At the Cork Public Museum in Fitzgerald Park, there is an exhibition to mark a tumultuous year in the history of the Rebel City.

"Suffering the Most" commemorates 1920, a year which saw the deaths of two Lord Mayors, a mass hunger strike of IRA prisoners in Cork Gaol, and the burning of the city by British forces. Among the exhibits is one which shines a light on the musical flare of Lord Mayor Tomas MacCurtain.

Lord Mayor MacCurtain was murdered by the RIC in his home on the night of March 20th 1920. He was not only the Sinn Fein Mayor of the city, but also Commandant of the Cork IRA First Brigade. MacCurtain was also an active Gaelic League member and had a great gra for all things Irish, especially traditional music. 

MacCurtain played the fiddle and was taught how to play the pipes by Sean Wayland, a Tipperary man living in Cork. 

In the early 1900s, MacCurtain became secretary of the Blackpool branch of the Gaelic League and established its string orchestra where he played fiddle. His favourite tune to play was Lark in the Clear Air. 

It was through the Gaelic League that MacCurtain met his wife Elizabeth and she too had a love of traditional music. She played the concertina which is also on display in Cork Public Museum.

As Commandant of the Cork Brigade, MacCurtain would travel around the county on his bike inspecting its 21 battalions. MacCurtain would stop at houses of musicians he knew and pick up new tunes. His favourite stopover was at the Golding house in Donoughmore, which was a renowned music house in the area. 

In 1914, MacCurtain established the Cork Volunteer Pipe Band. They played at many events and the band, bedecked in an impressive attire of traditional kilts, took part in the funeral procession of O'Donovan Rossa in Dublin in 1915. During the War of Independence, the pipe band led many a funeral procession for IRA Volunteers who fell in action.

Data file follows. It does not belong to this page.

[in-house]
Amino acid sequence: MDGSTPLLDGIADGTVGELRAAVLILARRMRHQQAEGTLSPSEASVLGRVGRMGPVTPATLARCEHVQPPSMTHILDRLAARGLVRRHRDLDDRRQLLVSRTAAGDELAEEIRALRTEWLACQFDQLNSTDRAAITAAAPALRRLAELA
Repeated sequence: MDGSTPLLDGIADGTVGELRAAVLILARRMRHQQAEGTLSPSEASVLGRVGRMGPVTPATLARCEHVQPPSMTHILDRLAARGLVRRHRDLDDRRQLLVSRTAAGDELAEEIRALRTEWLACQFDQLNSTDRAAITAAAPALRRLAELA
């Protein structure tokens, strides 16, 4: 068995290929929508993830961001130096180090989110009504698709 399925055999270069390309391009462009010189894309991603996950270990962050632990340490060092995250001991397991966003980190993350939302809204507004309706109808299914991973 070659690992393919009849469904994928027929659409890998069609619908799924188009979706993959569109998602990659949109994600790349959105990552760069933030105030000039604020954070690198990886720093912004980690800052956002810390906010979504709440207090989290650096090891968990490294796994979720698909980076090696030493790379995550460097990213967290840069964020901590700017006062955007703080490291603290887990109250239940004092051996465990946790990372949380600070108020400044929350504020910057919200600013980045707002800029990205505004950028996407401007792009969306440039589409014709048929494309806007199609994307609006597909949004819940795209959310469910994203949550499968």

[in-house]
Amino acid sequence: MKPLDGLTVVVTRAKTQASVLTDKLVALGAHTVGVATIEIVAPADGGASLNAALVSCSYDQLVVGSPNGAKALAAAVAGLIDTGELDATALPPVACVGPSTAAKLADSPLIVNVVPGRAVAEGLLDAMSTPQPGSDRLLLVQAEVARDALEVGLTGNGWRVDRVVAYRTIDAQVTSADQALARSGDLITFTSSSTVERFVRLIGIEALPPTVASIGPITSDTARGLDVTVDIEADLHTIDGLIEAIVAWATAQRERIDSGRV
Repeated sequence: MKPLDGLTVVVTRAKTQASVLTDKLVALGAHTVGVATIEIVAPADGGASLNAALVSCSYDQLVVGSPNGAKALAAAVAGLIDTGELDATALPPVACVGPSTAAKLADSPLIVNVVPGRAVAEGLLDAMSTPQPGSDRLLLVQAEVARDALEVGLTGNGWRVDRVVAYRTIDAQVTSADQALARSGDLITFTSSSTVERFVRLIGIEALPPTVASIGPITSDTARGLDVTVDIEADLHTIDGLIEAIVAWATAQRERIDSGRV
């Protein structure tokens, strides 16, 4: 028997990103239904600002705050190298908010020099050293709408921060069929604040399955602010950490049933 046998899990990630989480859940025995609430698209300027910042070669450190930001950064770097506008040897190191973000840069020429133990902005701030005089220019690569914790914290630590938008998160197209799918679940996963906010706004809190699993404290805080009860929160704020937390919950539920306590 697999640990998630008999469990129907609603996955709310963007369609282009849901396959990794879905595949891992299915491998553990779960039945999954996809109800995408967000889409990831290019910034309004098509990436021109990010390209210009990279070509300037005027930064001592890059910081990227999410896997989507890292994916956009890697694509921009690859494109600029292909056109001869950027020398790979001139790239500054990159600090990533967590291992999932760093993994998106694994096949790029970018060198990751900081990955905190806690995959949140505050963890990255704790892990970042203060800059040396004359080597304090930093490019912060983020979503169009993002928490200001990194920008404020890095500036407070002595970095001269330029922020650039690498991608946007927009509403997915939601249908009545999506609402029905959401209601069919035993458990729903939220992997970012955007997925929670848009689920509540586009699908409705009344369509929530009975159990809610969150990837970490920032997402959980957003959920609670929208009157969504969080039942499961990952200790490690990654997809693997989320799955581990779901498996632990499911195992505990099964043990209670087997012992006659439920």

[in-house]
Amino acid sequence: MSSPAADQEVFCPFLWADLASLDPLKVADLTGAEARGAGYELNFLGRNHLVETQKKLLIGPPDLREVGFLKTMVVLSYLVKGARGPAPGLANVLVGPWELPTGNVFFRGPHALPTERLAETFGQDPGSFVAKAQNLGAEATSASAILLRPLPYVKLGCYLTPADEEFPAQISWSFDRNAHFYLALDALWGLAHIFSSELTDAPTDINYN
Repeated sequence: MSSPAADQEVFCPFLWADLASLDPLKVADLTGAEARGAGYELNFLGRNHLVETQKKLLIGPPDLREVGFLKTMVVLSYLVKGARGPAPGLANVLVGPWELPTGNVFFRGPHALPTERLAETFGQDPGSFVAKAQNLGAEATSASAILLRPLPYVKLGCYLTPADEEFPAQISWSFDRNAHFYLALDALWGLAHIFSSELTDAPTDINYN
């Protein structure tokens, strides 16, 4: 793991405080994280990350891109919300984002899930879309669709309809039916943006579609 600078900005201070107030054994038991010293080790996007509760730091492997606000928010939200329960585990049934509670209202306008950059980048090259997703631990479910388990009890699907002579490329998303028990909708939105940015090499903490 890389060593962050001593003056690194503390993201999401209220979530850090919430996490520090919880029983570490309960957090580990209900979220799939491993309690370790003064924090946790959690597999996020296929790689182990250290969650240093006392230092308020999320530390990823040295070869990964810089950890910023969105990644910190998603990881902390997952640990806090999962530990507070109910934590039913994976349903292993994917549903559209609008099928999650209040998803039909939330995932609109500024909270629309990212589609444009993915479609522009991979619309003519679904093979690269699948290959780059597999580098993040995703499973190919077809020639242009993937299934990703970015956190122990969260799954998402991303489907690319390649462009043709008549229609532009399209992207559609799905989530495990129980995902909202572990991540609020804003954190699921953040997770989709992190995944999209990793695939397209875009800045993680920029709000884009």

MacCurtain had a set of war pipes made with ivory tops and his name engraved on it. Today it makes up the exhibit in Cork Public Museum.

Following the Easter Rising in 1916, MacCurtain was one of many arrested in Cork and sent to Frongoch Prison Camp in Wales. A fiddle was sent to the prisoners by Margaret Bartles, a London lady who was also a suffragette and member of the London Branch of the Gaelic League. MacCurtain wrote to thank her for her generosity and informed her "it has been a great source of pleasure and enjoyment to us, me especially!"

MacCurtain was released in December 1916 but two months later he was arrested again and sent to England but on this occasion instead of prison, he was put into lodgings in the village of Ledbury - effectively put under house arrest!

A local priest became friendly with MacCurtain and sourced him a fiddle to while away the time until he was back on Leeside in June 1917.

Following his murder in 1920, Lord Mayor Tomas MacCurtain's funeral drew thousands to the streets of Cork as his remains made their way to St Finbarr's Cemetery. At the head of the funeral procession was MacCurtain's Cork Volunteer Pipe Band who played a lament for their lost leader.

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